The dawn of fashion photography took place after Louis Daguerre (1787-1851) made the first daguerreotype featuring people, View of the Boulevard du Temple, in 1838. This breakthrough sparked a proliferation of such images, with snapshots of actresses, dancers and debutants, spreading awareness of the new technology. These early photographs were popular in the Victorian era and were the analogue version of portrait painting. From the end of the 1850s, Pierre-Louis Pierson, the imperial court photographer of Napoleon III, captured Virginia Oldoïni, Countess di Castiglione more than 700 times in order to record her luscious and, sometimes, absurd dresses. A portrait of her as “Queen of Hearts” was on display at the International Exposition (1867) in Paris; one of the earliest examples of the genre.
From the end of the 19th century, fashion photographs started to emerge in textile sample books and in the magazine La Mode Pratique. It was the first printed press to feature these kinds of images. During the avant-garde movements of the early 20th century, artists stretched visual boundaries and influenced the editorial in magazines, like Tatler and Vanity Fair. Publications established the practice as a profession, contributing to the development of photography as an art form. Patti Smith (b. 1946), who is known for her love of image-making, said: “My introduction to photography and a lot of how I developed aesthetically was through 1950s and early- 1960s beauty magazines like Harper’s Bazaar and Vogue.”
Up until the boom of street style blogs and social media in the 2010s, fashion photography was mostly available in print. Now, however, it is accessible to wider audiences and is ever present in visual culture. In 2020, senior model Alicia Borràs told The Guardian: “Fashion photography has a huge responsibility. It works with the hopes of society. Shifting what to aspire to, who is included in the definition of beauty, giving space for silenced voices to own dignity and regalness – this is what I believe should be shown.”
In the art world, meanwhile, major exhibitions have further enhanced and elevated these pictures into the canon. In 2012, at the McManus: Dundee’s Art Gallery and Museum, Selling Dreams: One Hundred Years of Fashion Photography brought together works by more than 20 leading image-makers and included some rarely seen items from the V&A’s collection. Similarly, Icons of Style: A Century of Fashion Photography, 1911-2011, emphasised the “trajectory from niche industry to powerful cultural force, and its gradual embrace as an art form” at the J Paul Getty Museum, Los Angeles. Most recently, V&A’s Africa Fashion examined the global impact of the continent’s design from the mid-20th century to now.
These institutional shows have set the stage for Beyond Fashion at Olten’s Haus der Fotografie. It explores the role of fashion in today’s visual culture and offers a contemporary overview of its evolution. The curator, Natalie Herschdofer, takes images out of their original context to reassess beauty ideals and stereotypes. Leading practitioners Nick Knight (b. 1958), Emma Summerton (b. 1970) and Erik Madigan Heck (b. 1983) are set alongside those making waves today, including Blommers & Schumm (b. 1969), Solve Sunds-bo (b. 1970) and Viviane Sassen (b. 1972). Beside the prints, a film by SHOWstudio brings together creatives, thinkers and writers to analyse all facets of fashion photography. The gallery is divided into four thematic categories: Allure, Fantasy, Realism and Surrealism.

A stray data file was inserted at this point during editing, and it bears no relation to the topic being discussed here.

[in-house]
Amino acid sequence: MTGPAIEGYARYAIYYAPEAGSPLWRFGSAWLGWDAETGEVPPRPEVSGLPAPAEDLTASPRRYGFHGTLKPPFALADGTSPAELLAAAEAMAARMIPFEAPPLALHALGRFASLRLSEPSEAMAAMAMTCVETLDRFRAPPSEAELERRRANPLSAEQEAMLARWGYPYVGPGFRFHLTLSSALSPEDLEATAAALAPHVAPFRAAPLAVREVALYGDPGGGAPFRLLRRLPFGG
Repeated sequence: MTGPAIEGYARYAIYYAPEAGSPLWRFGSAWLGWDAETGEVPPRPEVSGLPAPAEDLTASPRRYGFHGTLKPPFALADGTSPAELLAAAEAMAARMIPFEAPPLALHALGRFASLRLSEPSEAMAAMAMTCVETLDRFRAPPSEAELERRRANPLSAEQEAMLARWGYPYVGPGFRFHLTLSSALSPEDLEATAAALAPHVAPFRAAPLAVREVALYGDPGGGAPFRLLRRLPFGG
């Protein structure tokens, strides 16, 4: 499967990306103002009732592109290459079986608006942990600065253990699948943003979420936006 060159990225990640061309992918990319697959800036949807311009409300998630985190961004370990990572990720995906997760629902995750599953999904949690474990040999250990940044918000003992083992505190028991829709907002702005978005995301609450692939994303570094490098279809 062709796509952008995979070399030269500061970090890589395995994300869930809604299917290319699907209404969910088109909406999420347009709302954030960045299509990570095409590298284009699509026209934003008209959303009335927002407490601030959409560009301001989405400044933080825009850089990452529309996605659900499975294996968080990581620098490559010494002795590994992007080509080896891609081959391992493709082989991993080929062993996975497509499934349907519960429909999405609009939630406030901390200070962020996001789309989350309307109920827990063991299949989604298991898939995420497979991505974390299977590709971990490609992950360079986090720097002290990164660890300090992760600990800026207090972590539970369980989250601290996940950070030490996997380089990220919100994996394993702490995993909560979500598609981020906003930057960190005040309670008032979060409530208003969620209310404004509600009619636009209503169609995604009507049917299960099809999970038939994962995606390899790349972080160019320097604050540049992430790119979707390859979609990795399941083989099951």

The Allure section celebrates timeless beauty. Viewers will discover Peter Lindberg’s (1944 -2019) shots from the 1980s and 1990s featuring the “original supermodels” Cindy Crawford, Christy Turlington, Linda Evangelista, Naomi Campbell and the late Tatiana Patitz. Elsewhere, in Fantasy, we see inventive and creative projects that step further away from commerce. Miles Aldridge’s (b. 1964) illustration from Vogue Italia (2002) is a play between deceptive appearance and sensibility, featuring three feet in high heels wearing vivid coloured tights. Realism organises photos that were mostly taken on the street and discovers the intersection of haute couture and the real world. Tokyo (2017) by Yelena Yemchuk (b. 1970) depicts a busy zebra crossing with two models and people in the background resembling commuters in a metropolis. The last section, Surrealism, introduces the latest era of creatives for whom the medium means imagination, magic and transformation. Daniel Sannwald’s (b. 1979) Campers campaign A/W (2015) and Heji Shin & Kristina Nagel’s, No filter, detail hand holding a banana (2018) are bizarre cut outs, where dreamlike settings and unusual compositions take the subject matter to the next level, moving beyond the aesthetics of advertising campaigns. As Irving Penn put it, “in fashion photography we sell the dreams, not the clothes.”
Beyond Fashion, IPFO Haus der Fotografie, Olten | until 4 June
Words: Fruzsina Vida
1.Miles Aldridge, Vogue Italia 2002 © Miles Aldridge / Vogue Italia © Miles Aldridge
2. Koto Bolofo, Black Beauty, 2008 © Koto Bolofo and Kahmann Gallery, Amsterdam
3. Miles Aldridge, Vogue Italia 2002 © Miles Aldridge / Vogue Italia © Miles Aldridge
4. Michael Baumgarten, Teen Vogue 2006 © Michael Baumgarten / Teen Vogue © Michael Baumgarten
5. Heji Shin & Kristina Nagel, No filter, detail hand holding a banana, 2018 © Heji Shin & Kristina Nagel